How To Grow Syrah Grapes In A Hot Climate

At R.H. Phillips Winery, located in the Dunnigan Hills northwest of Sacramento, CA, viticulturists have long wrestled with the problem of producing premium Syrah wines in such a hot climate (see “Farming On The Edge”). Years ago they settled on the Smart-Dyson training system to deal with vigor, and they’ve had great success, producing such popular wines as the Toasted Head Shiraz. But there were problems with the system, problems that they’ve not only solved, but in doing so are realizing huge savings.

The chief problem with the Smart-Dyson system in their Syrah, says David Sorokowsky, R.H. Phillips’ research viticulturist, is that as the basal leaves senesce due to deficit irrigation, the fruit is fully exposed by the end of the season. “Not only does that bleach out the anthocyanins, but it can lead to more harsh tannins,” he says. “Here we can get dark, nice jammy fruit — that’s what we’re after.”

Initially, they tried using shade cloth. That worked, in that it improved fruit quality. But besides the cost of the material, there were significant labor costs that certainly weren’t going to pencil out. So that got Sorokowsky and the viticulturist at that time (2004), Scott Thompson, thinking: What if they used the vines’ leaves to shade the fruit? What if they just let the canes sprawl?

The Trial

They were doing an irrigation trial with vineyard manager Rob Harris at the time that didn’t take up a whole block, so they used the remaining 8 acres, Syrah on 110R rootstock, for a trial of various training systems. The four-year-old vineyard had an east-west row orientation, which proved to be crucial, says Sorokowsky. Planted on rolling hills with fairly consistent soil, the block was drip-irrigated based on vine stress, with the stress measured through the use of pressure chambers.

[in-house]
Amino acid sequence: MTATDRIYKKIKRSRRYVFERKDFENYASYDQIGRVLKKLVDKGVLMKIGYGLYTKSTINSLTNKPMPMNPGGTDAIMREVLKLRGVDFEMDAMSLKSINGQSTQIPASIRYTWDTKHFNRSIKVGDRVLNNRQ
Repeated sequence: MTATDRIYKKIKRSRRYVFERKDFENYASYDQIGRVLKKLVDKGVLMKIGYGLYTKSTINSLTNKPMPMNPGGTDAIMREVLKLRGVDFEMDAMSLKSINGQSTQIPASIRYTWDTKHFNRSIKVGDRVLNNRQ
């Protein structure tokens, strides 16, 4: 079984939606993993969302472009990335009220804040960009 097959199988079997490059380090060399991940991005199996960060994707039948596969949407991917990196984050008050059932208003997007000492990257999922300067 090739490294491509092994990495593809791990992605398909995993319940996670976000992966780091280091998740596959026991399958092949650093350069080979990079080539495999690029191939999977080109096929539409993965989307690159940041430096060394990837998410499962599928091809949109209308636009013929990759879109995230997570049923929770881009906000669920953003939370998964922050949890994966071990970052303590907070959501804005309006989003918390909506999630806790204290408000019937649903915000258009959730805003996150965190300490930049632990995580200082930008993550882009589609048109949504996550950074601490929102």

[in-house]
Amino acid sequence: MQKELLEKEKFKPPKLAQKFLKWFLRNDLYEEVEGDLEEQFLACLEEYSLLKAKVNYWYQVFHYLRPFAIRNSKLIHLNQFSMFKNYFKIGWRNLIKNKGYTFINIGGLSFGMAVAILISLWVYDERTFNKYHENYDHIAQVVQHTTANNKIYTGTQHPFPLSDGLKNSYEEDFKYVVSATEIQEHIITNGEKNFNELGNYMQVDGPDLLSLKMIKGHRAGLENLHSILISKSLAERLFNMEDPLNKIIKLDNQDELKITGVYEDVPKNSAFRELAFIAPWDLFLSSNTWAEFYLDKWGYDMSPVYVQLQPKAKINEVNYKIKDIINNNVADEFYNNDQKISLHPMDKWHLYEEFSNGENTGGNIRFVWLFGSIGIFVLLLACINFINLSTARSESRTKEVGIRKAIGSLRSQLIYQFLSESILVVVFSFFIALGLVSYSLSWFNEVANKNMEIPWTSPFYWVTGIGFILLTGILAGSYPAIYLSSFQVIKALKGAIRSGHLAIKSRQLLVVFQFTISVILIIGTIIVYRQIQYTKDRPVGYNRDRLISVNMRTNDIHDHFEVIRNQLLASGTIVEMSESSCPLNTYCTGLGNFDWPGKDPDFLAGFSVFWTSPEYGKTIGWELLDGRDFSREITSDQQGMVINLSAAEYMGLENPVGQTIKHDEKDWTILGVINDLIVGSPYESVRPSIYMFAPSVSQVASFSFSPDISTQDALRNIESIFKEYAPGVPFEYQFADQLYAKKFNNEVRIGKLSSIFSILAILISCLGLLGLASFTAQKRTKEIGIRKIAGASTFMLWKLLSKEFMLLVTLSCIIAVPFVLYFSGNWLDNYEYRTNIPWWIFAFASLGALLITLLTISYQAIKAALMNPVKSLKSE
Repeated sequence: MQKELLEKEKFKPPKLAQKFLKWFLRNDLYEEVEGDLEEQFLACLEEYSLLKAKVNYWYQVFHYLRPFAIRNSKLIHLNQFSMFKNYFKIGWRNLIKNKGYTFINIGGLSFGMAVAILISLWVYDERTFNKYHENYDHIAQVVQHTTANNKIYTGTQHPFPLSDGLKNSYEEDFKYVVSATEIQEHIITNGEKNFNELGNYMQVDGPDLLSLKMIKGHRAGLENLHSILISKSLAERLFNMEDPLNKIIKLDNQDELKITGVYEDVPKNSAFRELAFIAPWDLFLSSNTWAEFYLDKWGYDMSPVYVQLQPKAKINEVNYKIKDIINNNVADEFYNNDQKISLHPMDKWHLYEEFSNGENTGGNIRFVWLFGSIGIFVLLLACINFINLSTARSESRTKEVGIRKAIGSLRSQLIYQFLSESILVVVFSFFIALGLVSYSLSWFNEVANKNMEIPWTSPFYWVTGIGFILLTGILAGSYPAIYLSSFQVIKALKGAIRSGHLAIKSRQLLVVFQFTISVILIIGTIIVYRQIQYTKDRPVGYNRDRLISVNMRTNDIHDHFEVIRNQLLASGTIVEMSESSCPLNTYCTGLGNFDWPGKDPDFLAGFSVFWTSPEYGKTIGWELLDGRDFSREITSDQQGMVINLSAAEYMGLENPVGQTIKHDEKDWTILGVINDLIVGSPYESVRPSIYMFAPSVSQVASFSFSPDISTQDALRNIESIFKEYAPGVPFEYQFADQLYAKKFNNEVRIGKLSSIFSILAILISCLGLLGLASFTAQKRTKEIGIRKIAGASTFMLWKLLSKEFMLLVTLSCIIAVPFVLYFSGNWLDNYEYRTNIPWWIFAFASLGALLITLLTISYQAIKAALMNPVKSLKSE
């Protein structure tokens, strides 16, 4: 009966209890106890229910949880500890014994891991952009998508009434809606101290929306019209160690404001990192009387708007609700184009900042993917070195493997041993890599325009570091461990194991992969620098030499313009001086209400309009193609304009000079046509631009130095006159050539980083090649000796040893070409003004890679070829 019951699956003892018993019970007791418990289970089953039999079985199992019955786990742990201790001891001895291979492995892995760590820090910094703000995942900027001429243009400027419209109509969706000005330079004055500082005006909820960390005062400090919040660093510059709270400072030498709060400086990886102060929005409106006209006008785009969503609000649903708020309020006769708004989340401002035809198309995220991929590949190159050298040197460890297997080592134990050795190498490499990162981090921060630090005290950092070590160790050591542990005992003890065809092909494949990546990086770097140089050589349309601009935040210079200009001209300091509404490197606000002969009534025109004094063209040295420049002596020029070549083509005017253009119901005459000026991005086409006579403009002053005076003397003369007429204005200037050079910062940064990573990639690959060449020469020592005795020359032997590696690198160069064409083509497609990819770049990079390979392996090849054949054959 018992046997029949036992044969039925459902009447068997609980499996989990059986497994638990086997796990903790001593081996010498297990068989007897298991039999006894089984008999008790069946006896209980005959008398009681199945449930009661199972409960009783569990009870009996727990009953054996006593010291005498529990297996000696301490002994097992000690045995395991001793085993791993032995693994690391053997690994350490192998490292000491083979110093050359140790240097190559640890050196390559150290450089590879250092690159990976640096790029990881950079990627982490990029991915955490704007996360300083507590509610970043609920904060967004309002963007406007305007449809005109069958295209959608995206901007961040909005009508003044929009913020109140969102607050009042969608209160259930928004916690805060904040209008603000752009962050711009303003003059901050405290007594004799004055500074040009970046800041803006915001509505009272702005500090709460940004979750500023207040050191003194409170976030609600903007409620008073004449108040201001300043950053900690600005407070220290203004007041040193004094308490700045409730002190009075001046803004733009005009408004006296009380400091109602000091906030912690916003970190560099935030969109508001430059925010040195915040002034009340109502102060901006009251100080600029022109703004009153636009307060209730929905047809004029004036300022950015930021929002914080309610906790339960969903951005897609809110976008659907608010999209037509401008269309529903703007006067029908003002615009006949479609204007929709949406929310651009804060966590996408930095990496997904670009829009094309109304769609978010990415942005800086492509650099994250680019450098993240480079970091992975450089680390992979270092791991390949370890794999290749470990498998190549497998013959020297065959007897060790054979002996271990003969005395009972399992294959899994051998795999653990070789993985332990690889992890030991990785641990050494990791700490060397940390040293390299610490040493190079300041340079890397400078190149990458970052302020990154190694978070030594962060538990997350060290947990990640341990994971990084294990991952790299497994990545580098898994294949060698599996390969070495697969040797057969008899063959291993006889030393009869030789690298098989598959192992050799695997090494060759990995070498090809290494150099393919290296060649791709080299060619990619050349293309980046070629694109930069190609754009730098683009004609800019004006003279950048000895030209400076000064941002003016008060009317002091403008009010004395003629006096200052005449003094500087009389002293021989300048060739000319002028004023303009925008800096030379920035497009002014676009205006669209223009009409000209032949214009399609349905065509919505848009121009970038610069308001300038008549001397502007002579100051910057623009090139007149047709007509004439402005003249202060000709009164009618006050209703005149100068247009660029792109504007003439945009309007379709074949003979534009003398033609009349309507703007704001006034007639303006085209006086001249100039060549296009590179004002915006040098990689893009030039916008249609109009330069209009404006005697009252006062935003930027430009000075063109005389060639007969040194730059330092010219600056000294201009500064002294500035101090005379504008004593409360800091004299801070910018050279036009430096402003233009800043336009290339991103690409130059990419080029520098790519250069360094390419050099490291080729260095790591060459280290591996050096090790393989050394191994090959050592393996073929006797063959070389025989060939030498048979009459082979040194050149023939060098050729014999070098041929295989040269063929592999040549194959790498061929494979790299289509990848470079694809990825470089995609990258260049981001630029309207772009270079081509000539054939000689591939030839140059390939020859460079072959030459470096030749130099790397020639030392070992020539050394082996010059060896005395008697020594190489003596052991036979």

There were three canopy treatments: untreated or fully sprawled, the Smart-Dyson, and a combination of the two, southern sprawl. The east-west row orientation was necessary for the approach in order to have the vines sprawl to the south to take the brunt of the sun, says Sorokowsky. “The dappled light produces more color than the fully exposed, which will get bleached,” he says. “It turned out to be just the right amount of protection in this climate.”

They did three replicates for each canopy treatment. Each replicate was three rows, and there were 10 vines per replicate from which data was collected. From each of the vines they monitored they collected 100 berry samples just prior to harvest. Each vine was then harvested, and the clusters were counted. The berry samples were analyzed for Brix, titratable acidity, pH, absorbance of light at 420 and 520 nanometers (which shows color), total anthocyanins, and total phenols.